Creating a sustainable world is one of the largest challenges of our time.

A large part of the inspiration for this project came from the need for sustainability.

  • A key aspect of a sustainability is using resources more efficiently and effectively as well as providing those resource from renewable sources.
  • It is often more effective, easier and cheaper to reduce resource use as the first step rather than increase renewable generation.
  • To do this we need to be able to quantify how much resources we use now and then plan and reduce the use of those resources.

An energy monitor makes it possible to quantify energy consumption and then plan and reduce its use or plan and measure increased provision by renewable sources.

Sustainable Energy - without the hot air by David MacKay of Cambridge University: is a really enlightening book. The book highlights an approach using quite straight forward maths for quantifying our use of energy in full and then calculating how much renewables we would require to provide that energy.


The result of the calculations is staggering in terms of the scale of the renewables required to provide our current energy consumption: We need country sized areas devoted to renewables to provide significant slices of our energy use. The main message of the book is that we need energy plans that add-up, we cant be anti wind, hydro, solar, nuclear etc etc and not in my back yard and at the same time expect enough energy to do everything we do at the moment and have a healthy biosphere.

Saul Griffiths great talk on energy comes to the same conclusions using much of the same approach, using Watts instead of kWh/d and applied to the world instead of the uk.


So where do we go from here?

I like the way Saul Griffiths puts it very clearly at the start of his talk:

“We've heard about climate change, energy plans... What you probably want to know is how do you fit in, how do you relate to energy. What you also really need are the right tools for making the right consumer choices so that your life can match with the outcome for the planet that you would like.”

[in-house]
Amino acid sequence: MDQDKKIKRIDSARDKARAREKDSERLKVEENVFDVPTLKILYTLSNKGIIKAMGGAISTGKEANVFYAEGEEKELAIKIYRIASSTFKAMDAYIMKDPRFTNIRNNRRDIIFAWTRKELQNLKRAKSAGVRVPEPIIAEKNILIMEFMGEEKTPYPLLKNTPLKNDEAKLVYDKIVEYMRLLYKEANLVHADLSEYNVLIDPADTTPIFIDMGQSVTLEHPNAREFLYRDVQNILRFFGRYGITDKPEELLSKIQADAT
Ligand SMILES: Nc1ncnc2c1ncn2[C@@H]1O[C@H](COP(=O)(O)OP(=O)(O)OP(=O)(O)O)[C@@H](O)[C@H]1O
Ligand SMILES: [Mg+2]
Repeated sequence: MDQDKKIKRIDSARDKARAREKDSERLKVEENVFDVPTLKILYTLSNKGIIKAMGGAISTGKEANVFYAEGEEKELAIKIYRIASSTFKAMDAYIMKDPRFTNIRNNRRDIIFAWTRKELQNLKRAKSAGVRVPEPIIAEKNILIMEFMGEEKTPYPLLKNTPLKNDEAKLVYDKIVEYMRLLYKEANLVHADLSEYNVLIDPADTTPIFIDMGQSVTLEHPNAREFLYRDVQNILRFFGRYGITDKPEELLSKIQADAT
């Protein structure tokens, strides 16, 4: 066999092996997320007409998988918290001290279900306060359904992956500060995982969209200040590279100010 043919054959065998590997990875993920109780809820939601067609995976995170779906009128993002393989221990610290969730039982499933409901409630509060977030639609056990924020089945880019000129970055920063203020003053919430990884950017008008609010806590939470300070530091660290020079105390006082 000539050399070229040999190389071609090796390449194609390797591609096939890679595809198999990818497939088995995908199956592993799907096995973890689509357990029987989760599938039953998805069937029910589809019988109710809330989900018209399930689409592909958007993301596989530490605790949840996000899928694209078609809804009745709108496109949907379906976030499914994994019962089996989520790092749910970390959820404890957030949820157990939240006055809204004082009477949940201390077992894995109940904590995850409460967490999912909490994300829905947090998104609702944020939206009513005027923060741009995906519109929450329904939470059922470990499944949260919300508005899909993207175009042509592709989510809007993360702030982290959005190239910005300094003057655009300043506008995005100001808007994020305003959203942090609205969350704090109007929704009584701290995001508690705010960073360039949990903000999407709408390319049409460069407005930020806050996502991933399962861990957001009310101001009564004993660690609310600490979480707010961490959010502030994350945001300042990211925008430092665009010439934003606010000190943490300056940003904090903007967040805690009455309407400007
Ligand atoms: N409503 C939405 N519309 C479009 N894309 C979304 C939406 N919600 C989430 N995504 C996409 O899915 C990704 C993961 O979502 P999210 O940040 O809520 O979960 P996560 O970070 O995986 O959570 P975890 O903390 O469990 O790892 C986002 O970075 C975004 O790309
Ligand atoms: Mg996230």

Energy monitoring hardware is one part of the tool-set required and we have made good progress with this project on these: We now have an energy monitor for monitoring mains AC electricity use , a multiple input pulse counter to interface with many smart meters a DC energy monitor for microrenewables and a Solar hot water controller/monitor.

The other part to the tool-set is good visualisation of the monitored data so that it can be understood and related to our actions and aims. This can be divided into two parts: standalone displays and computer based visualisations.

Through this project we hope to develop tools that make it easier to understand our energy use, understand the energy choices that we have and allow us to see and track the progress that we make.


Benefits of open source for sustainability

Open source documentation should make it much easier to repair a technology and when it comes to the end of its useful life it should be easier to take apart so that different components and materials can be recycled in to new technologies. Open documentation and source code also makes it easier for the user to adapt the technology to their individual needs or a change in circumstances. 

Further reading


A good starting point:

Sustainability - wikipedia

Sustainability measures - wikipedia

carrying capacity, ecological footprint.



Appropedia - a practical sustainability wiki.

Coalition of the willing

A good film on open source and sustainability